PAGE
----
A friend recently asked if I thought his parents should see a geriatrician. Both in their 90s, they have multiple medical ailments and have had difficulty managing these conditions, as treatment for one affects another. They are treated by a number of medical specialists but no one physician is “captaining the ship,” and as a result, there have been numerous visits to the emergency department due to symptoms that could have been prevented.
Most primary care practices are seeing an increase in the number of older persons that they treat. The main problem internists see in caring for older patients include the time that it takes to address multiple medical and social problems with both the patient and their family member or caregiver. There is a lot to talk about and these visits can take twice as long as a visit with a younger patient. And, as much as we are loathe to admit it, there can be ageism in medicine – which can result in some complaints being dismissed and potentially avoidable issues become major problems.
Hospitals are recognizing that the care of older individuals requires special expertise. Many have developed distinct emergency departments for the care of the elderly and have designed inpatient units (often called ACE or Acute Care for the Elderly) specifically geared to the needs of an older population.
There are many reasons that an older person might seek the care of a geriatrician. Here are a few:
Geriatricians recognize that many diseases that come with aging may not be amenable to cures. So, many geriatricians focus on preventing issues from becoming more complex and on how older people can function better (have a good quality of life) notwithstanding their medical situation. This may eliminate putting an older person through expensive and potentially dangerous tests that may not change any care regimen.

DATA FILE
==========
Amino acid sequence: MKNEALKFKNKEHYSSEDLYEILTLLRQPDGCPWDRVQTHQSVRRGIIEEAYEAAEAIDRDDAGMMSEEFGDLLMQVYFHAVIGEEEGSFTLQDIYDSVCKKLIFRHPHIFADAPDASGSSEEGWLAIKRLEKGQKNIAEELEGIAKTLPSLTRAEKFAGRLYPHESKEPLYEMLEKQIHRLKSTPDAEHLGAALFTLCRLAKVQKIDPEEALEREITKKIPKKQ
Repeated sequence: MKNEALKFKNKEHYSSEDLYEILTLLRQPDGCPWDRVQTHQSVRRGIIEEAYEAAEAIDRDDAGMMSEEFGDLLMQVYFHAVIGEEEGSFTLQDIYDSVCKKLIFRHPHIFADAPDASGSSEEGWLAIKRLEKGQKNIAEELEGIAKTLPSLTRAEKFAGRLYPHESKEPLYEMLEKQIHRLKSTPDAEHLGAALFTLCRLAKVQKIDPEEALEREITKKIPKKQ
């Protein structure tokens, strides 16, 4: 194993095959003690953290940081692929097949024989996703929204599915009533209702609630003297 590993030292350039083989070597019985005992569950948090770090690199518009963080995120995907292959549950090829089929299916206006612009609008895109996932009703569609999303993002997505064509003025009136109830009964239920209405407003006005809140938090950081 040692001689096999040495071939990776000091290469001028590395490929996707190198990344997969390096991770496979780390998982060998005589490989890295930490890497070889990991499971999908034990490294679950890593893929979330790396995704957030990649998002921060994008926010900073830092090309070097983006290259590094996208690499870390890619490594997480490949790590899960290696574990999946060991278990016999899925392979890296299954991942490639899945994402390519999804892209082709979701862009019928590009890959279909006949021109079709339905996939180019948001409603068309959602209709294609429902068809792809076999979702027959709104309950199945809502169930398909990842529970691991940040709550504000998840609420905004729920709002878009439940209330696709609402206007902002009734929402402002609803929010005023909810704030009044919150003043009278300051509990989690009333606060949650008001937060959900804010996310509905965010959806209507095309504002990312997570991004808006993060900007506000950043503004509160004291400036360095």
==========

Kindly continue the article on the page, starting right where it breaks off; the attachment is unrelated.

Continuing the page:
The physical exam given by a geriatrician may also include tests for mental status, balance issues and others not usually included in a visit to the internist. Geriatricians can pick up on “cues” given by older patients that may be indicative of a larger problem – and they are more sensitized to these cues than general physicians. Often geriatricians will be involved in getting a patient meals at home to assure proper nutrition, treat loneliness issues and mitigate complex family dynamics since medical and social problems often become interrelated as we age.
Geriatricians have specific knowledge about which medications might be fine in a younger person but could cause a problem in the elderly. For example, some antihistamines like Benadryl can make an older person so drowsy and dizzy that they may fall and possibly break a hip. Medications can also interact differently in older people and the dosage might be different than those for a younger person.
Often, I receive calls from children of clients whose parent was brought to the emergency department after a fall and is confused and delirious. While they are undergoing an extensive workup, I ask if anyone checked for symptoms of a urinary track infection and/or dehydration as these can often present as confusion in the elderly and it is the confusion that leads to the fall....and so on. (I know I am not a physician but I have seen this happen far too often.)
Choosing a physician is a personal decision. Regardless of whether you seek the care of an internist or geriatrician, make sure that you see someone who takes the time to really listen to what you are telling them, understands how our bodies and the world we live in can work and should work together as we age and who is able to communicate with you, your family and other members in the system.